In 2002, he co-founded DATA (Debt, AIDS, Trade, Africa). Many credit him as the driving force behind the US government's recent dramatic increase in AIDS funding. And no one who has heard him speak about "our generation's greatest challenge" can come away unmoved.'


'I'd like to be clear about is what this problem is, and what this problem isn't. Because this is not all about charity. This is about justice. Really. This is not about charity. This is about justice. That's right. And that's too bad, because we're very good at charity. Americans, like Irish people, are good at it. Even the poorest neighborhoods give more than they can afford. We like to give, and we give a lot. Look at the response to the tsunami, it's inspiring. But justice is a tougher standard than charity. You see, Africa makes a fool of our idea of justice. It makes a farce of our idea of equality. It mocks our pieties. It doubts our concern. It questions our commitment. Because there is no way we can look at what's happening in Africa, and if we're honest, conclude that it would ever be allowed to happen anywhere else...

As you heard in the film, anywhere else, not here. Not here, not in America, not in Europe. In fact, a head of state that you're all familiar with admitted this to me. And it's really true. There is no chance this kind of hemorrhaging of human life would be accepted anywhere else other than Africa. Africa is a continent in flames. And deep down, if we really accepted that Africans were equal to us, we would all do more to put the fire out. We're standing around with watering cans, when what we really need is the fire brigade.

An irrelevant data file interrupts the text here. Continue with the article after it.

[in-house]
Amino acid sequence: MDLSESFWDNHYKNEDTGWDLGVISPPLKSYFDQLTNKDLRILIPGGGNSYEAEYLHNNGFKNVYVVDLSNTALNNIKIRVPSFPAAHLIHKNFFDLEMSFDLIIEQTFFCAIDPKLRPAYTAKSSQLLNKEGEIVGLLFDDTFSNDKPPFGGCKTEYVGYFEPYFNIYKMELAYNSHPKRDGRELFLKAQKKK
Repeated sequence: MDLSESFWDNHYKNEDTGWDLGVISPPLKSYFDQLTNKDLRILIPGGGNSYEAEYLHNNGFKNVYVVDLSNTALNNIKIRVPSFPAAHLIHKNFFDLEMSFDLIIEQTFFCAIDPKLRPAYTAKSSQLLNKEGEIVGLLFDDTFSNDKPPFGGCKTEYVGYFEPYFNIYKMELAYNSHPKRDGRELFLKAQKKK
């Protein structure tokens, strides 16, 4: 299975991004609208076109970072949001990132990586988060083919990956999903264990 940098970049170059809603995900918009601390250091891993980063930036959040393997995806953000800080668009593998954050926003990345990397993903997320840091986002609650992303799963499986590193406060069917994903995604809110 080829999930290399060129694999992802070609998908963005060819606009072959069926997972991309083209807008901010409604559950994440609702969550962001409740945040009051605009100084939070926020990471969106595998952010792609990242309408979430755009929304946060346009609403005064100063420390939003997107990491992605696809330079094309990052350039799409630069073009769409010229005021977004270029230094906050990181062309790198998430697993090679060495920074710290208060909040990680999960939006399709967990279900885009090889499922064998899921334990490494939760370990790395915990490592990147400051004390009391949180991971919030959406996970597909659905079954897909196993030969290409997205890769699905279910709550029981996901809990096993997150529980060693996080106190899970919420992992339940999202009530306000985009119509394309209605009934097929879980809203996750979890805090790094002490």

You see, it's not as dramatic as the tsunami. It's crazy, really, when you think about it. Does stuff have to look like an action movie these days to exist in the front of our brain? The slow extinguishing of countless lives is just not dramatic enough, it would appear. Catastrophes that we can avert are not as interesting as ones we could avert...

There are moments in history when civilization redefines itself. We believe this is one. We believe that this could be the time when the world finally decides that the wanton loss of life in Africa is just no longer acceptable. This could be the time that we finally get serious about changing the future for most people who live on planet Earth...

...There's two things on the line here. There's the continent Africa. But there's also our sense of ourselves. People are starting to figure this out. Movements are springing up. Artists, politicians, pop stars, priests, CEOs, NGOs, mothers' unions, student unions. A lot of people are getting together, and working under this umbrella I told you about earlier, the ONE Campaign. I think they just have one idea in their mind, which is, where you live in the world, should not determine whether you live in the world...

History, like God, is watching what we do. When the history books get written I think our age will be remembered for three things. Really, it's just three things this whole age will be remembered for. The digital revolution, yes. The war against terror, yes. And what we did - or did not do - to put out the fires in Africa. Some say we can't afford to. I say we can't afford not to.'

Ending the Toxic E-Waste Trade

From the Basel Action Network:

'BAN is the world's only organization focused on confronting the global environmental injustice and economic inefficiency of toxic trade (toxic wastes, products and technologies) and its devastating impacts.

Working at the nexus of human rights and environment, we confront the issues of environmental justice at a macro level, preventing disproportionate and unsustainable dumping of the world's toxic waste and pollution on our global village's poorest residents. At the same time we actively promote the sustainable and just solutions to our consumption and waste crises - banning waste trade, while promoting green, toxic free and democratic design of consumer products.'